Yes the shock part of the unit is a regular shock. You should always keep some air in the air spring part of the unit though, maybe 10psi or so.
     
  11. Louie T
    Joined: Mar 21, 2011
    Posts: 164

    Louie T
    Member
    from California

    Ok. Thank you. Like I said. I'm gonna bag it out but right now I just wanna be able to get in and out of driveways without ripping off my exhaust.
     
  12. Mr48chev
    Joined: Dec 28, 2007
    Posts: 29,065

    Mr48chev
    ALLIANCE MEMBER

    That will work. I've had a half dozen Cads over the past 15 years with the air shock leveling setup and the ride is fine.
    I have had air shocks on both my 48 and the 51 Merc and as long as you don't put a hundred pounds of air pressure in them they ride fine.

    For what you want they should work good.
     
  13. butcherted
    Joined: Oct 17, 2006
    Posts: 762

    butcherted
    Member
    from hagerstown

    <!--[if gte mso 9]><xml> <w:WordDocument> <w:View>Normal</w:View> <w:Zoom>0</w:Zoom> <w:Compatibility> <w:BreakWrappedTables/> <w:SnapToGridInCell/> <w:WrapTextWithPunct/> <w:UseAsianBreakRules/> </w:Compatibility> <w:BrowserLevel>MicrosoftInternetExplorer4</w:BrowserLevel> </w:WordDocument> </xml><![endif]--><!--[if gte mso 10]> <style> /* Style Definitions */ table.MsoNormalTable {mso-style-name:"Table Normal"; mso-tstyle-rowband-size:0; mso-tstyle-colband-size:0; mso-style-noshow:yes; mso-style-parent:""; mso-padding-alt:0in 5.4pt 0in 5.4pt; mso-para-margin:0in; mso-para-margin-bottom:.0001pt; mso-pagination:widow-orphan; font-size:10.0pt; font-family:"Times New Roman";} </style> <![endif]--> I have the same set up you are talking about on my 50 Chevy, Air shock with a on board compressor, It rides great also help with passengers and getting in and out of gas stations.
     

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  14. Weasel
    Joined: Dec 30, 2007
    Posts: 6,693

    Weasel
    Member

    Often used as a fix for poorly engineered suspension, weak/sagging springs, under rated springs etc....
     
  15. I put a set on the rear of my Merc last month. Like Mr48chev says, as long as you don't have lots of pressure in them they ride fine. I'm running 25lbs with an empty trunk. About 60lbs with the trunk full. It rides excellent. Wish I would have done it years ago.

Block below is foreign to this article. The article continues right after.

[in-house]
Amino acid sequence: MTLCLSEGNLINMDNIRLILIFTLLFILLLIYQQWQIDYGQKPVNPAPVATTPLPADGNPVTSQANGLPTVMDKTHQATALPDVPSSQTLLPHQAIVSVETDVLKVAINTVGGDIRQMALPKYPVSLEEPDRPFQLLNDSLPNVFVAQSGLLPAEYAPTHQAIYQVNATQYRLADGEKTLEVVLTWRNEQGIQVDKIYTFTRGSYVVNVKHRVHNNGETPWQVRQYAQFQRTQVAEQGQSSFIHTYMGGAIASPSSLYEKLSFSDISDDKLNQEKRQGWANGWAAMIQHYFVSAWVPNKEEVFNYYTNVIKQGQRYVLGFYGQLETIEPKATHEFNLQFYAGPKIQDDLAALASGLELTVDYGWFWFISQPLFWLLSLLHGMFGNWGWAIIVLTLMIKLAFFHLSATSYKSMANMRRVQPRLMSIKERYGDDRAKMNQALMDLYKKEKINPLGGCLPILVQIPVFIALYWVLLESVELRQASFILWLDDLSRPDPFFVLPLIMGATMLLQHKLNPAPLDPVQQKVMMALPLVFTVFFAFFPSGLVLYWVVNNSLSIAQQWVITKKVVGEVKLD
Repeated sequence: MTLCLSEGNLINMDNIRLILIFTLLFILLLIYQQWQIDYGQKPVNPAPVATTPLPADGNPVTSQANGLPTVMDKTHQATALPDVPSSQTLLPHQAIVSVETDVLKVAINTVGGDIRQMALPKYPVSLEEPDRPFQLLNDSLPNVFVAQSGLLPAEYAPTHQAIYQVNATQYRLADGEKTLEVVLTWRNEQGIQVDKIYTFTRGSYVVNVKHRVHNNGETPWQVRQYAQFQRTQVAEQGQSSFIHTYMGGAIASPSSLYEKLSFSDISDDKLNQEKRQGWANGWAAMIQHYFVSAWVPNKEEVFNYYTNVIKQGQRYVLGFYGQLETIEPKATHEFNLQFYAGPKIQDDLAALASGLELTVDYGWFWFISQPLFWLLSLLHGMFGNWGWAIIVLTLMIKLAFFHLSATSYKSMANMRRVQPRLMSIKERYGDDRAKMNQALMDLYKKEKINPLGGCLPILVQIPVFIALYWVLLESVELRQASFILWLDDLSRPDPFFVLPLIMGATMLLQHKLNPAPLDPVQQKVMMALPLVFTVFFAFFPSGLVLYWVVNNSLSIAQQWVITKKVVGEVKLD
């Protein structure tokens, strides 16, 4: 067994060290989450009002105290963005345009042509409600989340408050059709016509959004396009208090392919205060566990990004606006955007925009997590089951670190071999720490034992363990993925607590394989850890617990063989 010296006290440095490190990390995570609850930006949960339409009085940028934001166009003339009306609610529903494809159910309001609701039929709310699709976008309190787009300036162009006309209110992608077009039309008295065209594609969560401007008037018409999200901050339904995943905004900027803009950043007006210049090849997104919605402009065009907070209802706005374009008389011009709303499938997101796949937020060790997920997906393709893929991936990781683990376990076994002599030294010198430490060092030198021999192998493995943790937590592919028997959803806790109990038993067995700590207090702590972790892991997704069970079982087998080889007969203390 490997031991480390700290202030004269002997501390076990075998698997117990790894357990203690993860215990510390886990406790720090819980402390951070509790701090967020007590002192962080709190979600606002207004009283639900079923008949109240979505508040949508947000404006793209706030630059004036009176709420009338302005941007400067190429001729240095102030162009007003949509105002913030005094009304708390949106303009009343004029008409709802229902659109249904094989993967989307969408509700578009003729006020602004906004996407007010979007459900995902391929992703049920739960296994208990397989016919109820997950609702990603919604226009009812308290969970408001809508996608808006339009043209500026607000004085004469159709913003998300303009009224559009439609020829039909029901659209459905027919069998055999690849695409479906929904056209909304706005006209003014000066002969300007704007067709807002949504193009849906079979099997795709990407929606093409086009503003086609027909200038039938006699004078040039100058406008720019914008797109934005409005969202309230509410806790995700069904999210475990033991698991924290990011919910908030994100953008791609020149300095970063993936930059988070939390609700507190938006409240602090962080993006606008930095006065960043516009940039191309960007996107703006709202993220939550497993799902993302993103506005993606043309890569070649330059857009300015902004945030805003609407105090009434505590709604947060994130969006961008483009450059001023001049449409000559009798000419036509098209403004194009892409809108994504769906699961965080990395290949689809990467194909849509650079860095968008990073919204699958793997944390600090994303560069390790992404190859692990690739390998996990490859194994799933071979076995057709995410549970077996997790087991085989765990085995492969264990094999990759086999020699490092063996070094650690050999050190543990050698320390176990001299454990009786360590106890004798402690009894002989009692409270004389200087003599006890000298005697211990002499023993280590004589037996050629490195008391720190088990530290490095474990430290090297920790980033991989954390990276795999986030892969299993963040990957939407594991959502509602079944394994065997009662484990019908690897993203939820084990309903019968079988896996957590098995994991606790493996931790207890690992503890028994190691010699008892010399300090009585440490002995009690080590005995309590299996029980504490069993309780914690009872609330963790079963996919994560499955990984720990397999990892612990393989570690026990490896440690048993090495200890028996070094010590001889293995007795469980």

16. ShortyLaVen
    Joined: Oct 13, 2008
    Posts: 648

    ShortyLaVen
    Member

    I'm getting some for my Buick for the same reason. When its just me in the car there's no problem, but as soon as there's 4 or 5 people in the car and/or a trunk full of luggage or car parts, the suspension bottoms out on every bump or dip in the road and the exhaust scrapes like CRAZY every bump, dip, driveway, even sharp turns.... I'm hoping air shocks will be enough to pick it up an inch or so when fully laden, at least enough to save my exhaust. I'm not planning on onboard air, though it would be convenient.... Gas stations got free air anyhow LOL
     
  17. Louie T
    Joined: Mar 21, 2011
    Posts: 164

    Louie T
    Member
    from California

    I put the air shocks on and they work exactly like I needed them to. Thank you every one for ur comments.
     
  18. Great advice. I had them on several cars in the late '60's and '70's (for a cheap rake) and they rode fine as long as I didn't run the inflation too high.
     
  19. I depends on the shock and how much air you got in it. You have run enough air to keep the bellows from getting a hole rubbed in them, but you don't have to run enough air to lift the car.

    Monroe makes one that rides real nice but you should keep the recommended min pressure.

    There is another solution, Air Ride (the oldest air bag company in existence) makes a helper bag. It is held to your axle with u bolts and can be run flat then pumped up as needed. If you like your ride height and you just want to be able to lift it to get over speed bumps and into driveways this is a very good oprion.